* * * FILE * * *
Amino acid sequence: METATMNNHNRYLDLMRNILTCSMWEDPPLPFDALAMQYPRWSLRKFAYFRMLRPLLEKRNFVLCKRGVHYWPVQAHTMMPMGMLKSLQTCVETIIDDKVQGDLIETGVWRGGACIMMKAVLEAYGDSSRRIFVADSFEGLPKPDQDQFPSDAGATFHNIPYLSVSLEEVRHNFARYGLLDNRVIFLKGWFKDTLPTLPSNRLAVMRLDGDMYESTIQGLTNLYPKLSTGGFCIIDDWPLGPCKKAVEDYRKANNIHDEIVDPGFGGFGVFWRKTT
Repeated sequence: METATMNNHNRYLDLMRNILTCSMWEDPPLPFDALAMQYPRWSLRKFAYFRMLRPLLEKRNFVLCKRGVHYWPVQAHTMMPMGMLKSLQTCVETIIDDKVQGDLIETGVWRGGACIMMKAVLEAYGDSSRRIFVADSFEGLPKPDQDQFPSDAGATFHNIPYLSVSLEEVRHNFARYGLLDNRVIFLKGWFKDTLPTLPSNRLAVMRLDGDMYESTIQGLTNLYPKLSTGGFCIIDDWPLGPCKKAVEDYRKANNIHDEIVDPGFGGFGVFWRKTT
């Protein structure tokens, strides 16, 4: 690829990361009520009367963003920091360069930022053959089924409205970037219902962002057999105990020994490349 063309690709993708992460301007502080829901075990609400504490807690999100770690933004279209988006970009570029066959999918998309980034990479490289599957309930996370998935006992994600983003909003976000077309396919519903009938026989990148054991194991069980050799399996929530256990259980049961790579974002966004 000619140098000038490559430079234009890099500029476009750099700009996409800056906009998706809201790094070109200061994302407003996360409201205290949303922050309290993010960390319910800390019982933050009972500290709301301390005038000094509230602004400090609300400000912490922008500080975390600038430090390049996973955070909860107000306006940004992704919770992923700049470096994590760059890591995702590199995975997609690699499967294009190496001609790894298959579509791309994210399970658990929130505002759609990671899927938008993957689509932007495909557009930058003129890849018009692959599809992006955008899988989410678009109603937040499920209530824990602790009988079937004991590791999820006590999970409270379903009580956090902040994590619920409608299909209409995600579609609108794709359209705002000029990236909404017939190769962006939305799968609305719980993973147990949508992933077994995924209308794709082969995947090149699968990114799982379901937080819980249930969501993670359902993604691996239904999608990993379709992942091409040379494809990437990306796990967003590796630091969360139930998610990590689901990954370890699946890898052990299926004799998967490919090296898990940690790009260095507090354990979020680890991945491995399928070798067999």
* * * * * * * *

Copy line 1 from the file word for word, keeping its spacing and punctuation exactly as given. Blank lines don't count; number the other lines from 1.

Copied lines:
Amino acid sequence: METATMNNHNRYLDLMRNILTCSMWEDPPLPFDALAMQYPRWSLRKFAYFRMLRPLLEKRNFVLCKRGVHYWPVQAHTMMPMGMLKSLQTCVETIIDDKVQGDLIETGVWRGGACIMMKAVLEAYGDSSRRIFVADSFEGLPKPDQDQFPSDAGATFHNIPYLSVSLEEVRHNFARYGLLDNRVIFLKGWFKDTLPTLPSNRLAVMRLDGDMYESTIQGLTNLYPKLSTGGFCIIDDWPLGPCKKAVEDYRKANNIHDEIVDPGFGGFGVFWRKTT